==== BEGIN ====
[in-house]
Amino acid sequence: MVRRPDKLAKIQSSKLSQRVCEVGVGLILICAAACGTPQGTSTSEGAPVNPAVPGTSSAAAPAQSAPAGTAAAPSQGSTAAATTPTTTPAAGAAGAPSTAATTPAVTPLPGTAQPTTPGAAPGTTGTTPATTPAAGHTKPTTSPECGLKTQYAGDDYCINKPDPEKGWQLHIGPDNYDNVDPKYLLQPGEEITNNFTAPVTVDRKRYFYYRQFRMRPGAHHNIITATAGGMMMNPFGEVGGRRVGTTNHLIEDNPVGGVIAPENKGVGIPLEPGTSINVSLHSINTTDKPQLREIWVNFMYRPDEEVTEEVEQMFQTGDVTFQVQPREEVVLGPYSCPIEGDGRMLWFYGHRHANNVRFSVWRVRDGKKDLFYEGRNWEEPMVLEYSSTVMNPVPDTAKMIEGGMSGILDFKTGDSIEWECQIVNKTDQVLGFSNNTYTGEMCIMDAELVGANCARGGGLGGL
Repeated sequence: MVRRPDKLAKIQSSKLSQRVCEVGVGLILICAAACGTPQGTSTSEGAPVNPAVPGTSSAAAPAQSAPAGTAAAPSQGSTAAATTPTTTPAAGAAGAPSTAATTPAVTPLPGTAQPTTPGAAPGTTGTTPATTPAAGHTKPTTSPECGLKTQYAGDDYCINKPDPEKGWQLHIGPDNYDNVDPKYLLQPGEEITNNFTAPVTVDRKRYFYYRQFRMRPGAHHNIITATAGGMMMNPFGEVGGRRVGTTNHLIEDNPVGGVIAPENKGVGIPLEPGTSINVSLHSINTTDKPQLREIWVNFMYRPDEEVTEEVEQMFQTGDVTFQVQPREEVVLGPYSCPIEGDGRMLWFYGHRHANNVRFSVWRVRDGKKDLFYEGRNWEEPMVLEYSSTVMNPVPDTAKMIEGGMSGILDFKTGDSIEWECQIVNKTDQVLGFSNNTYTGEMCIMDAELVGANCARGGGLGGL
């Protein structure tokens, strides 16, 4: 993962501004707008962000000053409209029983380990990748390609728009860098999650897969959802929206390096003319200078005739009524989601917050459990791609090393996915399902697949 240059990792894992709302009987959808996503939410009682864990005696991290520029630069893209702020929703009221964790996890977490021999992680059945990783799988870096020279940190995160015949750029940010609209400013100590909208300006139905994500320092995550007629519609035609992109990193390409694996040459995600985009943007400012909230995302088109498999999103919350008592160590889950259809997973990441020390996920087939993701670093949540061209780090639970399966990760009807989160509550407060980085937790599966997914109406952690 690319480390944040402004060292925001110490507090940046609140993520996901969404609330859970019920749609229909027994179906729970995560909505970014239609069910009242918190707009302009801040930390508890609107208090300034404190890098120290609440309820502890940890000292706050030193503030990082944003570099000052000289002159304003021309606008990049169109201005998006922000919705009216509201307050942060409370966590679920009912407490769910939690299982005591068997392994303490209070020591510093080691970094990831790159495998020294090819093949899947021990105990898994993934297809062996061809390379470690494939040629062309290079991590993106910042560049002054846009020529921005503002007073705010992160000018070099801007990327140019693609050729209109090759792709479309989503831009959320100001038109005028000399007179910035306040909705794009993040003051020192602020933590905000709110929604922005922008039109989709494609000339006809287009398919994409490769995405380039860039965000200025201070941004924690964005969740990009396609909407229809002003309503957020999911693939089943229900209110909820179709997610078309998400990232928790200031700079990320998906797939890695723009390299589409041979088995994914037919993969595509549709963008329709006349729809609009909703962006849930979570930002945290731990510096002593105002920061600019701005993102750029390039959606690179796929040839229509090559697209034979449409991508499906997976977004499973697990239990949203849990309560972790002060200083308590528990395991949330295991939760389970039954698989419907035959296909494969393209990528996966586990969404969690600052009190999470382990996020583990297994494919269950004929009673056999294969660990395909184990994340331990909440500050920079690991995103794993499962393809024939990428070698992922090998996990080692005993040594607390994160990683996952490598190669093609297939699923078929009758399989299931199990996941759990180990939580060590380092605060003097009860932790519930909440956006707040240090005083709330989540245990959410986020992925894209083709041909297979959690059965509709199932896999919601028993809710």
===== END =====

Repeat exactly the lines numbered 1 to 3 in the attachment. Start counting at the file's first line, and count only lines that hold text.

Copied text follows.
[in-house]
Amino acid sequence: MVRRPDKLAKIQSSKLSQRVCEVGVGLILICAAACGTPQGTSTSEGAPVNPAVPGTSSAAAPAQSAPAGTAAAPSQGSTAAATTPTTTPAAGAAGAPSTAATTPAVTPLPGTAQPTTPGAAPGTTGTTPATTPAAGHTKPTTSPECGLKTQYAGDDYCINKPDPEKGWQLHIGPDNYDNVDPKYLLQPGEEITNNFTAPVTVDRKRYFYYRQFRMRPGAHHNIITATAGGMMMNPFGEVGGRRVGTTNHLIEDNPVGGVIAPENKGVGIPLEPGTSINVSLHSINTTDKPQLREIWVNFMYRPDEEVTEEVEQMFQTGDVTFQVQPREEVVLGPYSCPIEGDGRMLWFYGHRHANNVRFSVWRVRDGKKDLFYEGRNWEEPMVLEYSSTVMNPVPDTAKMIEGGMSGILDFKTGDSIEWECQIVNKTDQVLGFSNNTYTGEMCIMDAELVGANCARGGGLGGL
Repeated sequence: MVRRPDKLAKIQSSKLSQRVCEVGVGLILICAAACGTPQGTSTSEGAPVNPAVPGTSSAAAPAQSAPAGTAAAPSQGSTAAATTPTTTPAAGAAGAPSTAATTPAVTPLPGTAQPTTPGAAPGTTGTTPATTPAAGHTKPTTSPECGLKTQYAGDDYCINKPDPEKGWQLHIGPDNYDNVDPKYLLQPGEEITNNFTAPVTVDRKRYFYYRQFRMRPGAHHNIITATAGGMMMNPFGEVGGRRVGTTNHLIEDNPVGGVIAPENKGVGIPLEPGTSINVSLHSINTTDKPQLREIWVNFMYRPDEEVTEEVEQMFQTGDVTFQVQPREEVVLGPYSCPIEGDGRMLWFYGHRHANNVRFSVWRVRDGKKDLFYEGRNWEEPMVLEYSSTVMNPVPDTAKMIEGGMSGILDFKTGDSIEWECQIVNKTDQVLGFSNNTYTGEMCIMDAELVGANCARGGGLGGL